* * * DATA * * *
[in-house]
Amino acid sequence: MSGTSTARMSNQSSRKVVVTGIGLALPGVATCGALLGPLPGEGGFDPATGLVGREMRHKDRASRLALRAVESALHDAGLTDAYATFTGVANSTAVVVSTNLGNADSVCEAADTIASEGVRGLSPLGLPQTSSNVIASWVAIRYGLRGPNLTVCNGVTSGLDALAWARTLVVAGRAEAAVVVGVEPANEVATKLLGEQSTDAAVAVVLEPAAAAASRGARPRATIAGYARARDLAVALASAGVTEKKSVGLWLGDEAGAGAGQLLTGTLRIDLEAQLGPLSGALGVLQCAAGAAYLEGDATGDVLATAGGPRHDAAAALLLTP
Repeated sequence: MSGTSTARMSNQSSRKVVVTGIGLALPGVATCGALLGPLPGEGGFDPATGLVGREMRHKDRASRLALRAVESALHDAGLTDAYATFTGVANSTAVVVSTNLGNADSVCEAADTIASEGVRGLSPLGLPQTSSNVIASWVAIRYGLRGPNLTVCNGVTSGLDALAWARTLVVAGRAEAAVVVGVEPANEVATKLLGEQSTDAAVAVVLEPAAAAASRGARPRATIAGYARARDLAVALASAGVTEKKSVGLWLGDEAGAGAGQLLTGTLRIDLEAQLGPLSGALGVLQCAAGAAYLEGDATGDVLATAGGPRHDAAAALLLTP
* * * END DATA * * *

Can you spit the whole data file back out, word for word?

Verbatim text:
[in-house]
Amino acid sequence: MSGTSTARMSNQSSRKVVVTGIGLALPGVATCGALLGPLPGEGGFDPATGLVGREMRHKDRASRLALRAVESALHDAGLTDAYATFTGVANSTAVVVSTNLGNADSVCEAADTIASEGVRGLSPLGLPQTSSNVIASWVAIRYGLRGPNLTVCNGVTSGLDALAWARTLVVAGRAEAAVVVGVEPANEVATKLLGEQSTDAAVAVVLEPAAAAASRGARPRATIAGYARARDLAVALASAGVTEKKSVGLWLGDEAGAGAGQLLTGTLRIDLEAQLGPLSGALGVLQCAAGAAYLEGDATGDVLATAGGPRHDAAAALLLTP
Repeated sequence: MSGTSTARMSNQSSRKVVVTGIGLALPGVATCGALLGPLPGEGGFDPATGLVGREMRHKDRASRLALRAVESALHDAGLTDAYATFTGVANSTAVVVSTNLGNADSVCEAADTIASEGVRGLSPLGLPQTSSNVIASWVAIRYGLRGPNLTVCNGVTSGLDALAWARTLVVAGRAEAAVVVGVEPANEVATKLLGEQSTDAAVAVVLEPAAAAASRGARPRATIAGYARARDLAVALASAGVTEKKSVGLWLGDEAGAGAGQLLTGTLRIDLEAQLGPLSGALGVLQCAAGAAYLEGDATGDVLATAGGPRHDAAAALLLTP